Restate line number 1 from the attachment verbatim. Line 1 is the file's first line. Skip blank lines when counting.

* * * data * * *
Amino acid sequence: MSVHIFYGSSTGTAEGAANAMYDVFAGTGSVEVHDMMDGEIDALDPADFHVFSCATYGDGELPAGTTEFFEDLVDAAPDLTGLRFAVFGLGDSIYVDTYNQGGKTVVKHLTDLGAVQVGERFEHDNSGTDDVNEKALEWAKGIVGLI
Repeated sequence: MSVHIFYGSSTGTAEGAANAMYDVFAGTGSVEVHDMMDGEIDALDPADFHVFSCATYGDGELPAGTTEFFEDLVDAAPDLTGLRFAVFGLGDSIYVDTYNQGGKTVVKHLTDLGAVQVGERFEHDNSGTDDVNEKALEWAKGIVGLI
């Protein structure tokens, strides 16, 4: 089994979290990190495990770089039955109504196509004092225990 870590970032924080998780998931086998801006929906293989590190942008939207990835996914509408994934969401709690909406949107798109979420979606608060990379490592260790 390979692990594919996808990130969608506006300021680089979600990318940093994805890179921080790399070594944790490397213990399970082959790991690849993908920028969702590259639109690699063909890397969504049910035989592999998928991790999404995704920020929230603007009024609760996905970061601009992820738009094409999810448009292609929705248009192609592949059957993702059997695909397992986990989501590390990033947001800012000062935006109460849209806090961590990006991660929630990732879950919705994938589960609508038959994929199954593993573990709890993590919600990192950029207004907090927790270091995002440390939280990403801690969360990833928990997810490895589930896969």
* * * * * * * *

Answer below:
Amino acid sequence: MSVHIFYGSSTGTAEGAANAMYDVFAGTGSVEVHDMMDGEIDALDPADFHVFSCATYGDGELPAGTTEFFEDLVDAAPDLTGLRFAVFGLGDSIYVDTYNQGGKTVVKHLTDLGAVQVGERFEHDNSGTDDVNEKALEWAKGIVGLI